Natural Disasters - Moving Toward Improved Resilience

Single Abstract

336185 - Vulnerability assessment of port structures subjected to storm surge and waves

Friday, April 20
3:30 PM - 5:00 PM
Location: 201A

Ports are located in areas prone to sea level rise and storm surge. Past hurricanes have already highlighted the vulnerability of these structures exposed to extreme forces due to storm surge and waves. For example, the east pier of the port of Gulfport in Mississippi and the three major cruise piers on Cozumel island in Mexico were severely damaged from waves and storm surge created from hurricanes Katrina and Wilma, respectively. Although there is a vast research on ports subjected to earthquakes, models are still lacking to address the vulnerability of these structures subjected to extreme forces that occur in coastal storms. Thus, this study introduces an analytical framework for rapid estimation of the fragility of wharves/piers subjected to storm surge and waves. Typical deck-pile connections are selected and probabilistic analysis is conducted using Monte Carlo simulation with Latin hypercube sampling. Uncertainties in parameters affecting the structural capacity and demand of these connections are considered including material parameters, structural parameters, model error, and hazard related parameters. Fragility surfaces are derived to depict the probability of structural failure over a range of wave height and storm surge. The results show a rapid increase of the probability of failure for wave height and surge elevation close to the levels produced during hurricanes. For the structures examined, deck uplift is found to be the dominant mode of failure and of interest in the protection of existing port structures or design of new ones. The presented framework is easy to implement, computationally efficient and can be applied for different configurations of port connections and failure modes. Furthermore, this study also aims to highlight the importance of fragility surfaces for the risk assessment of ports exposed to natural hazards including effects of climate change. Illustrative case studies are shown in the Houston Ship Channel applying the fragilities with representative storms having alternative intensities and sea level conditions.

Georgios Balomenos

Postdoctoral Fellow
Rice university

Georgios Balomenos holds a Ph.D. in Civil Engineering from the Department of Civil and Environmental Engineering, University of Waterloo (Canada). His PhD research focused on structural reliability using surrogate modeling and finite element analysis. His research interests include resiliency and risk assessment of infrastructure systems under multiple hazards, identification of risk mitigation strategies, probabilistic finite element analysis and structural reliability. Dr. Balomenos is an associate member of joint ASCE-ACI committee 445 Shear and Torsion, joint ASCE-ACI committee 447 Finite Element Analysis of RC Structures and ACI committee 348 Structural Reliability and Safety. Dr. Balomenos is currently a Shell Center for Sustainability Postdoctoral Fellow at Rice University with an appointment in the Department of Civil and Environmental Engineering. His postdoctoral research focuses on understanding and enhancing the sustainability of coastal infrastructure. His work currently addresses risk and resilience assessment of energy and transportation infrastructure subjected to hurricane hazards, with case studies in the Houston Ship Channel region. Dr. Balomenos is also collaborating with the Kinder Institute for Urban Research, to understand storm impacts on residents’ spatial accessibility to major services and to investigate the disparity of spatial accessibility change among population groups.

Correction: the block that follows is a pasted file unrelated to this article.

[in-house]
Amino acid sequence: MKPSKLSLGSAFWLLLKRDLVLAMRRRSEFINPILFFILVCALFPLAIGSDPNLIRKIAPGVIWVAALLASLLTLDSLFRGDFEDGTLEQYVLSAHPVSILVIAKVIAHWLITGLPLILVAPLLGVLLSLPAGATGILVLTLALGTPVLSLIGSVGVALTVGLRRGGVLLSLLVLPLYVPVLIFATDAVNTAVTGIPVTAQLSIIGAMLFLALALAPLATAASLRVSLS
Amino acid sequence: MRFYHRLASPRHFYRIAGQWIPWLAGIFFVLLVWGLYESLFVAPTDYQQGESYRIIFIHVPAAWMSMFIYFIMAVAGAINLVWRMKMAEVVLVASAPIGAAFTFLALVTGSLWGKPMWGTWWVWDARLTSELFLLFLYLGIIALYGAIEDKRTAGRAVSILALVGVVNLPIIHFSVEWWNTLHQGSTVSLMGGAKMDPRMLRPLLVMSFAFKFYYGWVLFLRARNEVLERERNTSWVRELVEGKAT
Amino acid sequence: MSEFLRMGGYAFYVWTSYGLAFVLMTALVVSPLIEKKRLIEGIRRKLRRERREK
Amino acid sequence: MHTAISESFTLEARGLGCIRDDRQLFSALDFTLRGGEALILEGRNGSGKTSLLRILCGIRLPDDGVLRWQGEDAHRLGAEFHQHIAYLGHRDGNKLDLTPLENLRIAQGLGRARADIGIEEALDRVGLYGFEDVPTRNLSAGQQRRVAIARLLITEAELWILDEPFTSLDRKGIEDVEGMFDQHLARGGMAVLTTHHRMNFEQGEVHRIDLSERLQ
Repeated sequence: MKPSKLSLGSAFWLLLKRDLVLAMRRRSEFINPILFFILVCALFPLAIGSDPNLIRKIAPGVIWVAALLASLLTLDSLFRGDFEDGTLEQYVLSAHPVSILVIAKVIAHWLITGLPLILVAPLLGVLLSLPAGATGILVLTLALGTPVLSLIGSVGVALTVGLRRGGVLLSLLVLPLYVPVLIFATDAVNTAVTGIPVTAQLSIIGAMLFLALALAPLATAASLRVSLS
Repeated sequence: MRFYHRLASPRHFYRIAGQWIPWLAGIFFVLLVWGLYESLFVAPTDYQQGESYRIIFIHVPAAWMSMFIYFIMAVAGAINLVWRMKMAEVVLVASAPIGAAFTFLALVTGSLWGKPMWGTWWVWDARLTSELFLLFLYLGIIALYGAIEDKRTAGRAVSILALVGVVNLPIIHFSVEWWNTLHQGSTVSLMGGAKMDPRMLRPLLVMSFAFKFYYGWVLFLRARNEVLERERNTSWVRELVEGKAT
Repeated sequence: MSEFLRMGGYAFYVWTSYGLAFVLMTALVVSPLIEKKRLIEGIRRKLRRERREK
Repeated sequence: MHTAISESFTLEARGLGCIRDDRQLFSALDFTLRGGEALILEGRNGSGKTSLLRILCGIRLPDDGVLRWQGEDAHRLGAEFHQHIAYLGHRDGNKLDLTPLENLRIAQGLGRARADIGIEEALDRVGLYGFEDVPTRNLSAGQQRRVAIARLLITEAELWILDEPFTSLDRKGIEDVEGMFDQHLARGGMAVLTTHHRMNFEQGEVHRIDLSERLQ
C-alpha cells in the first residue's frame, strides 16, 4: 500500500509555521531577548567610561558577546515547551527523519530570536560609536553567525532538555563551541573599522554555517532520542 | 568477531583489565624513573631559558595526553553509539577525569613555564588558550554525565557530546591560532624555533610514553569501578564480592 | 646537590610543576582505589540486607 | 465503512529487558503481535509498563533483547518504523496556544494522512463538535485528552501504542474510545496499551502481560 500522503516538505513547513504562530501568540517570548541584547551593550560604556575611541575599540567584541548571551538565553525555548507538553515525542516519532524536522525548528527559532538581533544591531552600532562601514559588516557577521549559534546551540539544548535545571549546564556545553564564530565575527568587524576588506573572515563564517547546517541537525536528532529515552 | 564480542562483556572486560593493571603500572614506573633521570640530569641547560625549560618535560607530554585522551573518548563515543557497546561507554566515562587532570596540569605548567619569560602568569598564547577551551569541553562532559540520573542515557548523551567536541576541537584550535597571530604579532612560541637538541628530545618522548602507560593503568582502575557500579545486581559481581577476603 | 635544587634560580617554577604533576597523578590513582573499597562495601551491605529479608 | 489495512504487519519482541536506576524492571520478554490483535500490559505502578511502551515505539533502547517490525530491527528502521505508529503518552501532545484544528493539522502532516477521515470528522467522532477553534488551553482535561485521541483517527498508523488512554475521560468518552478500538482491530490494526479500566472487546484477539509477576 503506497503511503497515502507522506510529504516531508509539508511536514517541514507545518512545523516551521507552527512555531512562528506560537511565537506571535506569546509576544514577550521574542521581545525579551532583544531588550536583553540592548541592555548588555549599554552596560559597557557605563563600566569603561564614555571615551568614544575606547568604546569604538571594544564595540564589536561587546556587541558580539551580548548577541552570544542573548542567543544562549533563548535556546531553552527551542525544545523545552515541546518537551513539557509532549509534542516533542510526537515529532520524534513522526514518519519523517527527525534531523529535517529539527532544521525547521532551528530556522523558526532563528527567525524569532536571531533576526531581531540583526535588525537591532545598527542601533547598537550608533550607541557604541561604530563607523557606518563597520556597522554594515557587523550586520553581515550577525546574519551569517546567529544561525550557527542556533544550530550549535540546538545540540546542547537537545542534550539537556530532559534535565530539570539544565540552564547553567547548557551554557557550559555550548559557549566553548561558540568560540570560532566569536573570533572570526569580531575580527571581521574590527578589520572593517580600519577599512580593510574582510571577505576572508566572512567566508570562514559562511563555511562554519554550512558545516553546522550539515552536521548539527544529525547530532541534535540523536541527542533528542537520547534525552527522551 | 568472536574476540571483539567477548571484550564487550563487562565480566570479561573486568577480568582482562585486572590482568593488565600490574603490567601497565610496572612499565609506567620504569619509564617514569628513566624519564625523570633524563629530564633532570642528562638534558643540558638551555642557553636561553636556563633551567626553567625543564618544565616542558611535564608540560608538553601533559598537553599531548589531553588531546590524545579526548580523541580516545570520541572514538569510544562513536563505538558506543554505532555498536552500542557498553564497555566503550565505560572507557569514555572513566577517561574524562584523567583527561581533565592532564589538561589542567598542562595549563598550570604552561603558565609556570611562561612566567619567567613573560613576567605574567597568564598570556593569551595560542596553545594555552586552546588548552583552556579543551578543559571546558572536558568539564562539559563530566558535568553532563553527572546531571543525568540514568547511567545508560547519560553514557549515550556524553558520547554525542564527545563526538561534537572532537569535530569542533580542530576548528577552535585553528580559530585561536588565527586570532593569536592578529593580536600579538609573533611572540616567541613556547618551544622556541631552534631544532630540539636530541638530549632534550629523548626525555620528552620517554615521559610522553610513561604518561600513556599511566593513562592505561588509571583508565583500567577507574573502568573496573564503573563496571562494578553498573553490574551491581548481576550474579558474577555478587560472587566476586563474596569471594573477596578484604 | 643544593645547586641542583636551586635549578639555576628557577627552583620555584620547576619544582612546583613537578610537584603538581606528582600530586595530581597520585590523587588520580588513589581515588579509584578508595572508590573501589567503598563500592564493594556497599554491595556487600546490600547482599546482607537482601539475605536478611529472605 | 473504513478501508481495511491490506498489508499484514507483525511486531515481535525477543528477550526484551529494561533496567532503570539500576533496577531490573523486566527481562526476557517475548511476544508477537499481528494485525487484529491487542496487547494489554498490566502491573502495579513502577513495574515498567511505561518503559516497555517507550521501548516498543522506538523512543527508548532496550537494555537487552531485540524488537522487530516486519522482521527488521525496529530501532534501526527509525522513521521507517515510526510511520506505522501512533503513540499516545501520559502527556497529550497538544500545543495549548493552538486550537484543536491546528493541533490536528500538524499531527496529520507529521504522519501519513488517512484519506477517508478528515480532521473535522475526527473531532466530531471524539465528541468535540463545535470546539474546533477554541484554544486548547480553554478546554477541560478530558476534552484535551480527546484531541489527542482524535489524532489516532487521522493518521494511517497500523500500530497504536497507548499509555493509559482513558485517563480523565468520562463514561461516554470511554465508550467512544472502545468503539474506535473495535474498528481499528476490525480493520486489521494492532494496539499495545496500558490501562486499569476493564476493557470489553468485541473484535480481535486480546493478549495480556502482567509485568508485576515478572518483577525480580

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Jamie E. Padgett

Assistant Professor
Rice University

Jamie E. Padgett is an Associate Professor in the Department of Civil and Environmental Engineering at Rice University in Houston, TX. Padgett�s research focuses on the application of probabilistic methods for risk assessment of structural infrastructure, including the subsequent quantification of resilience and sustainability. Her work emphasizes infrastructure portfolios such as regional portfolios of bridges or oil storage tanks exposed to multiple hazards, including earthquakes, hurricanes, or aging and deterioration. She has published over 175 articles in journals or archived conference proceedings in the general area of structural response, reliability and life-cycle assessment. Dr. Padgett was the founding Chair of the ASCE technical committee on Multiple Hazard Mitigation, and is an active member of several national technical committees within ASCE and TRB. She currently serves on editorial boards for the ASCE Journal of Bridge Engineering, ASCE Journal of Structural Engineering, Sustainable and Resilient Infrastructure, and Earthquakes and Structures. Dr. Padgett has received several awards and recognitions including the 2011 National Science Foundation Faculty Early Career Development (CAREER) Award and the 2016 IALCCE Junior Award �For contributions to life-cycle analysis of structures�. She has also received recognition for her mentoring and teaching such as the 2014 Rice University Scholar Athlete Favorite Professor Award. Among other projects, Dr. Padgett currently works as a part of several large national or regional research efforts including the NIST Center of Excellence for Community Disaster Resilience (headquartered at Colorado State University), the NSF NHERI Cyberinfrastructure �DesignSafe-CI� (headquartered at University of Texas, Austin), and the Severe Storm Prediction Education and Evacuation from Disasters (SSPEED) Center (headquartered at Rice University).

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